Ready to Share some Good News? 

Sunday, December 5, 2021
Pastor Arne Bergland

Lesson Luke 3:1-6

Matthew, Mark, Luke, John, four gospels, one story right?  Yes and no.  Each of the Gospel writers wrote at different times and addressed the story to different people. We tend to mix the four Gospels into one, but they each come at the story of Jesus in different ways

  • John was a follower of Jesus. He addressed a broad audience of Jews, Christians, and Samaritans. His telling of the story emphasized the divinity of Christ.
  • Matthew, on the other hand wrote his Gospel to the Jewish Christian community after Jerusalem had been destroyed by the Romans. He tells the story with an eye towards encouraging  the idea that Jesus was the Messiah promised by God.
  • Mark addressed the Gentiles Christians living under persecution in Rome. He would say that say that persecution is the price Christian’s must pay for following Jesus. This Gospel focuses on Jesus as a servant
  • We know Luke as the historian. In Luke we find a compassionate, merciful, and prayerful Jesus who is concerned for the poor and forgotten.  Luke shows how Jesus was a real person showing a genuine interest in people from all walks of life.

The word Gospel means Good News and like all good news it is a message that is meant to be shared.  Messages need messengers and the scripture we have shared this morning recalls the many ways that God’s message is share.

Now one would not be wrong to expect that great good news would best be delivered by someone important or someone who had the ability to broadly tell the story to the world.  It would be someone who could make headlines, someone who could make the good news, big news, public news. Certainly, it would not be someone like John the Baptist, preaching in the wilderness away from the crowds and news networks of the day. John spoke to the realities of first century life.  But he was not an emperor or a governor, or even a priest.  One could argue that he was a nobody and hardly worthy of mention for the Gospel story.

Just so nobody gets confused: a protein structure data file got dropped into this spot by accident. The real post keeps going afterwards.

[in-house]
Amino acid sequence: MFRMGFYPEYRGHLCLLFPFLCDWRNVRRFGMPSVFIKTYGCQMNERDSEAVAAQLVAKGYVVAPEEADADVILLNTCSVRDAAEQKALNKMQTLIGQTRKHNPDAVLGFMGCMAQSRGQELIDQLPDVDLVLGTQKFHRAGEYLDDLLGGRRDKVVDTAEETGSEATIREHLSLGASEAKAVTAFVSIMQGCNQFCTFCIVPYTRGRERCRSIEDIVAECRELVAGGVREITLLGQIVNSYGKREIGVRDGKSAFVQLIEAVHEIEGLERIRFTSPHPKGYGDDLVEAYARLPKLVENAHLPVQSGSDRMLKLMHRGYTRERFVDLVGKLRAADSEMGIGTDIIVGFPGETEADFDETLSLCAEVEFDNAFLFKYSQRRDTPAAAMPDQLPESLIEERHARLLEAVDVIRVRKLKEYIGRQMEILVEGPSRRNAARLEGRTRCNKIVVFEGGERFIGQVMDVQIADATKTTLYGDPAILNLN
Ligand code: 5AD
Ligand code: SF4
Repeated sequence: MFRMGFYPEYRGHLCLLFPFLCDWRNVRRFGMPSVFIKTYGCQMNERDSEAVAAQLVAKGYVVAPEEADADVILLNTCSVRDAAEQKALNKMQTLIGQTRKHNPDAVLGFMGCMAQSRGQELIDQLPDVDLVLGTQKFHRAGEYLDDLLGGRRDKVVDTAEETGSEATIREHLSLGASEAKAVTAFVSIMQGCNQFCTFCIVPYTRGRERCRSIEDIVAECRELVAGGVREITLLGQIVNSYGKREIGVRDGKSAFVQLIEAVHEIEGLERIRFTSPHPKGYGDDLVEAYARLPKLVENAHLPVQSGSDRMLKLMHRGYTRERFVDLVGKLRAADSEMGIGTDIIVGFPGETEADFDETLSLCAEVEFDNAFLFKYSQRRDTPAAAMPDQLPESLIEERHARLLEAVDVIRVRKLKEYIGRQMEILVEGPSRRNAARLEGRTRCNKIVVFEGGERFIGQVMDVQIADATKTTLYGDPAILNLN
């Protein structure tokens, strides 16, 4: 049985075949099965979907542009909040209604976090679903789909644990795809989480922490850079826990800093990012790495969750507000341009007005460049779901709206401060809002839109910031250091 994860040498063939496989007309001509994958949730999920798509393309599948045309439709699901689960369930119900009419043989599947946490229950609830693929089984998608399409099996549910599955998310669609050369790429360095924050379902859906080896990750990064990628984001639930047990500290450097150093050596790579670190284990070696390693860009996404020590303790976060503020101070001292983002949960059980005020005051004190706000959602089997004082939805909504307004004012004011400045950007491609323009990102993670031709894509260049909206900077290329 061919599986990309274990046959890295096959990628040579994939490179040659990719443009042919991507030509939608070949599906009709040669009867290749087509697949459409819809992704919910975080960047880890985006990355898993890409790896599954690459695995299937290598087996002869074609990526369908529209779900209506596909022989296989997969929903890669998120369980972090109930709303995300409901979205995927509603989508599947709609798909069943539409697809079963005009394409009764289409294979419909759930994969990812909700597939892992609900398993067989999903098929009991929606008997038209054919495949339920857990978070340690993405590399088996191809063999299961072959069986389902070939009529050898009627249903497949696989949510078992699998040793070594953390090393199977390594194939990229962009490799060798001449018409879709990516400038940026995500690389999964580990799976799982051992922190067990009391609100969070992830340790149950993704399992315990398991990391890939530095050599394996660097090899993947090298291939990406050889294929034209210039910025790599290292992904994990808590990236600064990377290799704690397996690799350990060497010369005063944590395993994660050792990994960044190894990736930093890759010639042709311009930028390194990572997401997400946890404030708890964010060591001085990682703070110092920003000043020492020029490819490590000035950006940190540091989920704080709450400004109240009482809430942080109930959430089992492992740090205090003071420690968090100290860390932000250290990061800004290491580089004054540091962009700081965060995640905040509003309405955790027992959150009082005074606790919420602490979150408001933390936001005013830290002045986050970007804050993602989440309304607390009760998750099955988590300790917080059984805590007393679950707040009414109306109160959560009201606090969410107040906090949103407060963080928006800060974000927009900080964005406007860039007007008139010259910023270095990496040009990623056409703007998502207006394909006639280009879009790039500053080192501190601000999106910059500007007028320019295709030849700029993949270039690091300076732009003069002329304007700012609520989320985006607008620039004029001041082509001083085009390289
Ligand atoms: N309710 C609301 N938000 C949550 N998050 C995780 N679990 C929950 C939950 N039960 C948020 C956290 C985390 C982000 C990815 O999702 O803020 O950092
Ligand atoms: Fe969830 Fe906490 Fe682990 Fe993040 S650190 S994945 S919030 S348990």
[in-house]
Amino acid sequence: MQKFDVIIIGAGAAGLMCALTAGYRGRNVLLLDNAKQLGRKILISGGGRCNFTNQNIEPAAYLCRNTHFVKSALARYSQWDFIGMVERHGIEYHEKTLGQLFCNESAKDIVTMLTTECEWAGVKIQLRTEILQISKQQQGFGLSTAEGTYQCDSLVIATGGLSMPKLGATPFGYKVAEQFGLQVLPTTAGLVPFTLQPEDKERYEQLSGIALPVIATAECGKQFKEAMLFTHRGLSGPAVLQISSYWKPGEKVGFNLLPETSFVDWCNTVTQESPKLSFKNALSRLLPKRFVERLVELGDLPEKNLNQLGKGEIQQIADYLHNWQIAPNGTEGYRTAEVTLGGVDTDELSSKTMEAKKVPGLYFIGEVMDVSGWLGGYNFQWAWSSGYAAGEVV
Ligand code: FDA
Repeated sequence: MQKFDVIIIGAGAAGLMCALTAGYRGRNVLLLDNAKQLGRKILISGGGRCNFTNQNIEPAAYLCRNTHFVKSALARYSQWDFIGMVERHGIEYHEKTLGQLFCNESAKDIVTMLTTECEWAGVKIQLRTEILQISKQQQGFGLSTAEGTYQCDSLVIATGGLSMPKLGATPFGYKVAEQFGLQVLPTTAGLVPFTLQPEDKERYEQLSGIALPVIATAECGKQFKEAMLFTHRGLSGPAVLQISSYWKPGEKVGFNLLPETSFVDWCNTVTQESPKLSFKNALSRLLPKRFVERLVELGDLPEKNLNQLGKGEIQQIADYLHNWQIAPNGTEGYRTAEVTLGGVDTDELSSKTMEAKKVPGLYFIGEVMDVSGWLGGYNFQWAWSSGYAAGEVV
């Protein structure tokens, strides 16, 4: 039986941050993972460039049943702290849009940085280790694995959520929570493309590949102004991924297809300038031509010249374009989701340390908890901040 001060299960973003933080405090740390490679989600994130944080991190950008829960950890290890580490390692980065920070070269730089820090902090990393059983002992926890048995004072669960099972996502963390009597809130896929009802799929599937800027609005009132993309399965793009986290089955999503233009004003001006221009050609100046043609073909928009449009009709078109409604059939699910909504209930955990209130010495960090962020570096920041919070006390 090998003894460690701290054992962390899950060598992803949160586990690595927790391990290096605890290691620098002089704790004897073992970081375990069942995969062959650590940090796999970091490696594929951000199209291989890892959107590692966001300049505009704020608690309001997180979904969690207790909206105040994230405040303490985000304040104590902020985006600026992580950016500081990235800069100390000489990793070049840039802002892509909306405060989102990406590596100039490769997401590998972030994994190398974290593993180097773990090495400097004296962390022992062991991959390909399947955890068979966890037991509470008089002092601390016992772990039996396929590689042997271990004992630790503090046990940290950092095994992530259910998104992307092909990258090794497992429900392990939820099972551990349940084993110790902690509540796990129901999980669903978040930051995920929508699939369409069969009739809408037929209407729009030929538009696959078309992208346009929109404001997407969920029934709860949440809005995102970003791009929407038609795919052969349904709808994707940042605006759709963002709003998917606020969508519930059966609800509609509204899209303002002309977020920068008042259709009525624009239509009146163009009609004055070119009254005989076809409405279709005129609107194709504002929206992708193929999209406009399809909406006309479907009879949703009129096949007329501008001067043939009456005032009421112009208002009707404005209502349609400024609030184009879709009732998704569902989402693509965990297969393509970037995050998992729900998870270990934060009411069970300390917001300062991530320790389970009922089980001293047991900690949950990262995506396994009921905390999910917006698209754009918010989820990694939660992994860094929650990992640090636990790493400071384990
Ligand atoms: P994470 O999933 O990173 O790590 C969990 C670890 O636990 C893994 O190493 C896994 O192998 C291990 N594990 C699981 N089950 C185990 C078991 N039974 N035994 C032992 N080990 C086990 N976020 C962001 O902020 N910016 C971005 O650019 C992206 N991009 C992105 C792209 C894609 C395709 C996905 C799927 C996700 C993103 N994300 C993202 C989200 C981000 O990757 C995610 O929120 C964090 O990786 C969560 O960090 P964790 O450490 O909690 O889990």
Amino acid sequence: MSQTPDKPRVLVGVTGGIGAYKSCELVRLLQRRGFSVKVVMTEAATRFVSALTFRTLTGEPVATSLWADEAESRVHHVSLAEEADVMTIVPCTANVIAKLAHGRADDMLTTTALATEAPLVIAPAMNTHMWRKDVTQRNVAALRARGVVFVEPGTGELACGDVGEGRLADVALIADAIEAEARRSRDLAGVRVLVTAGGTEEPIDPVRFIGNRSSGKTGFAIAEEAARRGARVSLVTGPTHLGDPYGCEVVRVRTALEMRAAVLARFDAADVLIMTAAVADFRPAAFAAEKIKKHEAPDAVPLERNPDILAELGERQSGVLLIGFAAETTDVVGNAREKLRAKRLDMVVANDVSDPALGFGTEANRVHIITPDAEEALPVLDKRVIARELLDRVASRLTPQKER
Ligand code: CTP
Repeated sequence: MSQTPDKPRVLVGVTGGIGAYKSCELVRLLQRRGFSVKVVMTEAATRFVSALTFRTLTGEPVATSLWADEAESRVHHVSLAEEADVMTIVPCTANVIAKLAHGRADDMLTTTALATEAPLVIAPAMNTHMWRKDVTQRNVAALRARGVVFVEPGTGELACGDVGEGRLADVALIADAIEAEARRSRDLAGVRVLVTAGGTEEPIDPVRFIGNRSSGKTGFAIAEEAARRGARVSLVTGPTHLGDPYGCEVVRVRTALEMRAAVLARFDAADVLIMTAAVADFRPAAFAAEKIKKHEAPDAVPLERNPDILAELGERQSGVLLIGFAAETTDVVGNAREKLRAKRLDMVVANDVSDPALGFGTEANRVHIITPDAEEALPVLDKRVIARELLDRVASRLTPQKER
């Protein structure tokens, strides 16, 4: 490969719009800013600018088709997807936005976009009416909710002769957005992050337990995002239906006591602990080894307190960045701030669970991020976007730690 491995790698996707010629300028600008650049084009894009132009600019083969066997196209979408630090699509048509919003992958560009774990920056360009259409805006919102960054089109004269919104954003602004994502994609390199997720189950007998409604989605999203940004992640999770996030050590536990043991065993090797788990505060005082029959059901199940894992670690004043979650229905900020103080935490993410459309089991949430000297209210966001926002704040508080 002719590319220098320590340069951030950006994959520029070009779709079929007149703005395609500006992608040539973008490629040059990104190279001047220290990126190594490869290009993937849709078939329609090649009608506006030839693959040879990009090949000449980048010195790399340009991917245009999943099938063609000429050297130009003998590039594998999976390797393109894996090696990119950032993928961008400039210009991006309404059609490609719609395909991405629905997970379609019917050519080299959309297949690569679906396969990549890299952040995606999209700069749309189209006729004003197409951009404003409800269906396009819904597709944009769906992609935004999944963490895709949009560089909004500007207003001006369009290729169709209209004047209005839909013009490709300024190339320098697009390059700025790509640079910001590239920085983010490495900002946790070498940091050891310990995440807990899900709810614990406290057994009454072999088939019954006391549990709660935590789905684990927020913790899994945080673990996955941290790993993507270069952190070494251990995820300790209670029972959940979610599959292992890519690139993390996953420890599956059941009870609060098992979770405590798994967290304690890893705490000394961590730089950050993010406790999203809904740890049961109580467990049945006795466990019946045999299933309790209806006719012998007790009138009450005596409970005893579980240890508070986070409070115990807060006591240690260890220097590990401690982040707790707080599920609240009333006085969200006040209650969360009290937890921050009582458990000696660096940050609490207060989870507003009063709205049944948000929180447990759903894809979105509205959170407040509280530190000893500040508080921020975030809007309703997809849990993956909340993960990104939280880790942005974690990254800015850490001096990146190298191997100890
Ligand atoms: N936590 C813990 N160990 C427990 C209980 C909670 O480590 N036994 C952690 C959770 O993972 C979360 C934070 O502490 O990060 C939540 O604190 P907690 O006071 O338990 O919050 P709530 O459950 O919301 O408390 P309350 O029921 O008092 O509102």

Luke, the historian, and story-teller places John the Baptist as a messenger for a very particular specific place and time. Perhaps it would be helpful for us to rewrite the first verses of our reading.  It might sound something like this; “In the first year of the Presidency of Joe Biden, when Tim Walz was Governor of Minnesota and Dave Napier was Mayor of West Saint Paul. In the Bishopric of Elizabeth Eaton of the ELCA and Patricia Lull of the Saint Paul Synod the word of God came to John son of Zechariah in the wilderness.”  John who?

God chose a nobody to prepare the way for God’s own Son to come amongst us. Lest you think that God only chooses the qualified, the eloquent or the important let me remind you of this.  With some regularity God chooses people whom the world sees as insignificant through whom to do marvelous things. John the Baptist, Mary the illiterate unwed mom and teenager, the no account shepherds at the very bottom of the economic ladder who serve as the audience for the heavenly choir. David a shepherd boy. Again, and again, Luke confesses, God chooses people the world can easily ignore to participate in God’s world-changing, world-saving activity.

God chooses such like this to be messengers of the Good News.  The wonderful works of God happen through ordinary people in particular places and particular plans